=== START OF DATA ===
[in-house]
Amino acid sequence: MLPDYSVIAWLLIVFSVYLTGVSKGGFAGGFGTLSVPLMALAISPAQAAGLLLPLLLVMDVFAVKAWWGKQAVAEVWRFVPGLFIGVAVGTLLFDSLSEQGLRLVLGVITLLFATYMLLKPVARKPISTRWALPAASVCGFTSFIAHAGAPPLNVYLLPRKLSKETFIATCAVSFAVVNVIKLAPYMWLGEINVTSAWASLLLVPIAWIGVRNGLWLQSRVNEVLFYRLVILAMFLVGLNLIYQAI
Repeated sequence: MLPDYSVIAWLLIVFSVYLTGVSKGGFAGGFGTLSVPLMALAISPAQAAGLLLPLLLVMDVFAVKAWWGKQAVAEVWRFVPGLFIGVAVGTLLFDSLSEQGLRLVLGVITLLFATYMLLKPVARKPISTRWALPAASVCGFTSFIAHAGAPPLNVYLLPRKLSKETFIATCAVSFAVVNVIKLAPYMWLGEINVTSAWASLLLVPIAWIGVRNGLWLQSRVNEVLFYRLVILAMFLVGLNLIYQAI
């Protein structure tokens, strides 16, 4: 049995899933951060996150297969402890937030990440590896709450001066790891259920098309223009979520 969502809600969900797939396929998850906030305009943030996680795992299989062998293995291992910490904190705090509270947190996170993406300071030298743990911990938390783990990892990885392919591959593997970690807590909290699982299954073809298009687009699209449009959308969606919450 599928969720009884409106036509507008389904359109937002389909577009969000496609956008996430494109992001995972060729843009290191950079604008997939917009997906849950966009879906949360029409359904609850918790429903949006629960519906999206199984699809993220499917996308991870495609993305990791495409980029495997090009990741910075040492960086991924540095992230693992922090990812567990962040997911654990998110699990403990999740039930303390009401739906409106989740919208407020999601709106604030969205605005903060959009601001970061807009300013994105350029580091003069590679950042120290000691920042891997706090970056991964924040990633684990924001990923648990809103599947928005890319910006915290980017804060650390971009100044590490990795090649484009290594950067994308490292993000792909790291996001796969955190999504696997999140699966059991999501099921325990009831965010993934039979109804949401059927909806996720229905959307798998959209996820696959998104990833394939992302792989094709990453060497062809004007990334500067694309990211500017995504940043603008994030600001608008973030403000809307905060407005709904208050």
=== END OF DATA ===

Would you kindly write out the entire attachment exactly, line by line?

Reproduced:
[in-house]
Amino acid sequence: MLPDYSVIAWLLIVFSVYLTGVSKGGFAGGFGTLSVPLMALAISPAQAAGLLLPLLLVMDVFAVKAWWGKQAVAEVWRFVPGLFIGVAVGTLLFDSLSEQGLRLVLGVITLLFATYMLLKPVARKPISTRWALPAASVCGFTSFIAHAGAPPLNVYLLPRKLSKETFIATCAVSFAVVNVIKLAPYMWLGEINVTSAWASLLLVPIAWIGVRNGLWLQSRVNEVLFYRLVILAMFLVGLNLIYQAI
Repeated sequence: MLPDYSVIAWLLIVFSVYLTGVSKGGFAGGFGTLSVPLMALAISPAQAAGLLLPLLLVMDVFAVKAWWGKQAVAEVWRFVPGLFIGVAVGTLLFDSLSEQGLRLVLGVITLLFATYMLLKPVARKPISTRWALPAASVCGFTSFIAHAGAPPLNVYLLPRKLSKETFIATCAVSFAVVNVIKLAPYMWLGEINVTSAWASLLLVPIAWIGVRNGLWLQSRVNEVLFYRLVILAMFLVGLNLIYQAI
């Protein structure tokens, strides 16, 4: 049995899933951060996150297969402890937030990440590896709450001066790891259920098309223009979520 969502809600969900797939396929998850906030305009943030996680795992299989062998293995291992910490904190705090509270947190996170993406300071030298743990911990938390783990990892990885392919591959593997970690807590909290699982299954073809298009687009699209449009959308969606919450 599928969720009884409106036509507008389904359109937002389909577009969000496609956008996430494109992001995972060729843009290191950079604008997939917009997906849950966009879906949360029409359904609850918790429903949006629960519906999206199984699809993220499917996308991870495609993305990791495409980029495997090009990741910075040492960086991924540095992230693992922090990812567990962040997911654990998110699990403990999740039930303390009401739906409106989740919208407020999601709106604030969205605005903060959009601001970061807009300013994105350029580091003069590679950042120290000691920042891997706090970056991964924040990633684990924001990923648990809103599947928005890319910006915290980017804060650390971009100044590490990795090649484009290594950067994308490292993000792909790291996001796969955190999504696997999140699966059991999501099921325990009831965010993934039979109804949401059927909806996720229905959307798998959209996820696959998104990833394939992302792989094709990453060497062809004007990334500067694309990211500017995504940043603008994030600001608008973030403000809307905060407005709904208050």